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Hürthle cell follicular carcinoma (HCFC) of the thyroid gland is a malignant tumour composed predominantly or entirely of oncocytes (also called “Hürthle” or “Askenazy” cells),1 arranged in a follicular/trabecular pattern without the cytological changes found in papillary carcinoma.1,2 Although most studies have demonstrated that HCFC and follicular thyroid carcinoma share similar clinical behaviour and prognosis,3 recently the World Health Organization (WHO) has classified HCFC as a separate and distinct entity.4 Anaplastic thyroid carcinoma accounts for 5–10% of all thyroid cancers and represents the most aggressive thyroid tumour almost invariably associated with a fatal outcome.5 Most anaplastic thyroid carcinoma cases show evidence of a pre-existing differentiated, or poorly differentiated, thyroid carcinoma.2,5 At present, to our knowledge, the secondary leptomeningeal localisation of thyroid HCFC has not yet been reported in the literature.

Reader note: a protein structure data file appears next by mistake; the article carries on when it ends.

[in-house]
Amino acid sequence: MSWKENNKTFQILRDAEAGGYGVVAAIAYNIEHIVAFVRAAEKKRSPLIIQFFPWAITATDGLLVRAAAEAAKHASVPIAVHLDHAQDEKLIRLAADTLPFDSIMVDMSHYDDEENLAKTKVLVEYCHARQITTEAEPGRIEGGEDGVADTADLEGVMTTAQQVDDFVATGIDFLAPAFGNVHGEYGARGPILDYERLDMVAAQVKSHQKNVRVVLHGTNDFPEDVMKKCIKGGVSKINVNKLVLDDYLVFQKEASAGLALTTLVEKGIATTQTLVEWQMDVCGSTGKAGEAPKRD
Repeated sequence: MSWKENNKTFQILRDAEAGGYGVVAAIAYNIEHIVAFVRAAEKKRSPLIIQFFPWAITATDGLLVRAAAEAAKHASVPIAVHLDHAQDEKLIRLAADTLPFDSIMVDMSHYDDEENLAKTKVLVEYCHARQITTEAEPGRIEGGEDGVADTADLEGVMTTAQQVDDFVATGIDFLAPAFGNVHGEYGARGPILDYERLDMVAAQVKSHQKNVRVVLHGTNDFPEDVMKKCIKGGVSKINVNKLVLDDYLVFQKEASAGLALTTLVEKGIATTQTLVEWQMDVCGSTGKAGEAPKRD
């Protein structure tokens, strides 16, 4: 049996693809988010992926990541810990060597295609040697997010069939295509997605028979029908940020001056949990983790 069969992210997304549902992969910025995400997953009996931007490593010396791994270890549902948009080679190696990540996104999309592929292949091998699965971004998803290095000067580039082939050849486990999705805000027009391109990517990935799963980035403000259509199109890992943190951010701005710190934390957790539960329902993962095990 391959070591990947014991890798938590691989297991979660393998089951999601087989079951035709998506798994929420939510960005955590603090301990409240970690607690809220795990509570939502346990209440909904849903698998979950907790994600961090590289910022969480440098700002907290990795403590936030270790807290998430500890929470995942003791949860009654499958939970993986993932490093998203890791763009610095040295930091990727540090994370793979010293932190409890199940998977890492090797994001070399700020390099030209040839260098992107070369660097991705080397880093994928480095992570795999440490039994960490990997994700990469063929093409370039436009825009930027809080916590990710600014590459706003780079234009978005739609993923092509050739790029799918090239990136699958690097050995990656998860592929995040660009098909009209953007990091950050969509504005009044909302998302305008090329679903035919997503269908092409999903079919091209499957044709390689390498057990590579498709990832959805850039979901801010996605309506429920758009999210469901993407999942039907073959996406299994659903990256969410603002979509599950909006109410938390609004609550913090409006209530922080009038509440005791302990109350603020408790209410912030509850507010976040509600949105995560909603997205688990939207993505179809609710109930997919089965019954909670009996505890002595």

We describe the case of a 56-year-old woman who was admitted to the hospital due to a 3-day history of partial seizures, unsteady walk with frequent falls and dysarthria. She had no history of either neck irradiation or thyroid diseases in her family. Fifteen years before, laboratory and imaging investigations disclosed a euthyroid goitre with a 15 mm hypoechoic, scintigrafically “cold”, nodule in the left thyroid lobe. She was not submitted to fine-needle aspiration biopsy, …